03 Nov 2023

Relaxation of US sanctions on Venezuela

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The United States has partially lifted sanctions on Venezuela, as a result of a resumption of talks between the Nicolas Maduro-led government and the opposition Unitary Platform. This has taken the form of:

1. General Licence 44, expiring on 18 April 2024, permitting transactions in Venezuela's oil and gas sector that were previously prohibited under the Venezuela Sanctions Regulations1, including those that are related to oil or gas sector operation in Venezuela involving Petroleos de Venezuela, S.A. (PdVSA, the state oil company) and subsidiaries in which it directly or indirectly owns a 50% or greater interest.

Examples of these transactions include:

a) production, lifting, sale and exportation of oil or gas from Venezuela, and provision of related goods and services;

b) payment of invoices for goods or services related to oil or gas sector operations in Venezuela;

c) new investment in oil or gas sector operations in Venezuela; and

d) delivery of oil and gas from Venezuela to creditors of the Government of Venezuela, including creditors of PdVSA and its subsidiaries as described above, for the purpose of debt repayment.

The Licence also permits any associated and necessary transactions with certain sanctioned Venezuelan banks, namely the Central Bank of Venezuela and Banco de Venezuela SA Banco Universal.

There are exceptions, though. General Licence 44 does not permit:

  • associated and necessary transactions with certain other sanctioned Venezuelan banks;
     
  • the provision of goods and services to, or new investment in an entity located in Venezuela that is owned or controlled by, or a joint venture with, any entity located in Russia;
     
  • transactions related to new investment in oil or gas sector operations in Venezuela by a person located in Russia or any entity owned or controlled by such a person;
     
  • certain financial, debt, currency and equity transactions prohibited by US Presidential Executive Orders 13808, 13827 and 13835; and
     
  • the unblocking of any property blocked under the Venezuela Sanctions Regulations.

2. General Licence 43, permitting dealings with national gold mining company Minerven2 and subsidiaries in which it directly or indirectly owns a 50% or greater interest that were previously prohibited under the Venezuela Sanctions Regulations. The Office of Foreign Assets Control, OFAC, which administers and enforces the US sanctions program, has also announced that it does not intend to target anyone solely for operating in the gold sector of the Venezuelan economy3.

3. General Licences 3I and 9H, removing a ban on secondary trading of certain Venezuelan sovereign bonds and certain pre-25 August 2017 debt and equity of PdVSA and subsidiaries in which it directly or indirectly owns a 50% or greater interest. This includes bonds issued by PDV Holding, Inc. and CITGO Holding, Inc. and their respective subsidiaries. The ban on primary trading remains in place, however.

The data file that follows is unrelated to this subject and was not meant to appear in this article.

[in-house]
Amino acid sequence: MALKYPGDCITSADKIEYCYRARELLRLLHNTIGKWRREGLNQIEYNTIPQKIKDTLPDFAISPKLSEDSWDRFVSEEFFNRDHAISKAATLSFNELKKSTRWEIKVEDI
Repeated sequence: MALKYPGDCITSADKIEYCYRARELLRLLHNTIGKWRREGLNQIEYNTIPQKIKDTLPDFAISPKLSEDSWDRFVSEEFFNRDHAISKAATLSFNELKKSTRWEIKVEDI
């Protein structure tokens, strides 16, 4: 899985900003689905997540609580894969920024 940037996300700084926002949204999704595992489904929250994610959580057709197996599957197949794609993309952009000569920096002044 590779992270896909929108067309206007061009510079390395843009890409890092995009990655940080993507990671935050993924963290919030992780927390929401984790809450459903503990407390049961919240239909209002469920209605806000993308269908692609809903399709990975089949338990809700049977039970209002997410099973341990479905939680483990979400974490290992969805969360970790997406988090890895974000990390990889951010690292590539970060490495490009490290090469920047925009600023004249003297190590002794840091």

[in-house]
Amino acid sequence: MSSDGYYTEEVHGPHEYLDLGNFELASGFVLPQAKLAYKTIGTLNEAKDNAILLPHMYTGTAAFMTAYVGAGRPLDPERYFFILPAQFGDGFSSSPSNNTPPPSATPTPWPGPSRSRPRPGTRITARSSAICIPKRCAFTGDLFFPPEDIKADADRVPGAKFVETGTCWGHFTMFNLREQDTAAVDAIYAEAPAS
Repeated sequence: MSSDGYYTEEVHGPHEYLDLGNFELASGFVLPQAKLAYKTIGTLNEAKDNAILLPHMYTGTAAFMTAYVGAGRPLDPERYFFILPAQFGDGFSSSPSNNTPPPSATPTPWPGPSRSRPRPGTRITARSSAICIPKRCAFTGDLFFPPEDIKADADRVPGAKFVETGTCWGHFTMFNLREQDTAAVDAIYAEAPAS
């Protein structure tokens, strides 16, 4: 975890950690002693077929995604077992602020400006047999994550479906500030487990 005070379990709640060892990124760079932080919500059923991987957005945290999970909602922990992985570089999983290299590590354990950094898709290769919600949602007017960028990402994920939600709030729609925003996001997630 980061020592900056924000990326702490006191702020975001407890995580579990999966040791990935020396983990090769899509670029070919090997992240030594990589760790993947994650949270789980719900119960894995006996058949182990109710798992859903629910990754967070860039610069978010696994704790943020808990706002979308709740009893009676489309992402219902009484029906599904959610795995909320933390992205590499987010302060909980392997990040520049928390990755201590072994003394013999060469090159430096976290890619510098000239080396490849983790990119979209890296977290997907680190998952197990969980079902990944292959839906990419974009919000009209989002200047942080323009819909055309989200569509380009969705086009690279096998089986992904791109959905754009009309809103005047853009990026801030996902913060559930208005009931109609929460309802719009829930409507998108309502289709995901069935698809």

Commentary

This partial lifting of sanctions is not entirely surprising. It is a timely boost to global oil supplies, following the consequences of Russia's invasion of Ukraine. We had also already seen the issuance of General Licence 41 roughly a year ago, which allowed Chevron Corporation to resume limited natural resource extractions through its joint ventures in Venezuela.

Having said this, it is particularly notable that General Licence 44, permitting transactions in Venezuela's oil and gas sector, only has a six-month duration. It appears renewal and probably the entire existence of this sanctions relaxation is dependent on the Maduro government following through with commitments and taking continued, concrete steps towards a democratic election by the end of 2024.

This already appears questionable. Venezuela's opposition held a primary to choose a single candidate to run against Maduro in a presidential election, and the easy winner was Maria Corina Machado, a politician banned by the government. Maduro's reaction has been to allege fraud in the poll, and then to declare the whole exercise illegal as well as opening a criminal investigation.

Given the potential uncertainty, we recommend that clients rely on the licences described above with appropriate caution and, if engaging in licensed transactions and dealings, seek advice on appropriate legal safeguards which can be actioned if these licenses expire or are revoked.

 

 

1 31 CFR part 591

2 CVG Compania General de Mineria de Venezuela CA

3 This is in the context of US Presidential Executive Order 13850, which expressly empowers OFAC to sanction persons who operation in the gold sector of the Venezuelan economy.

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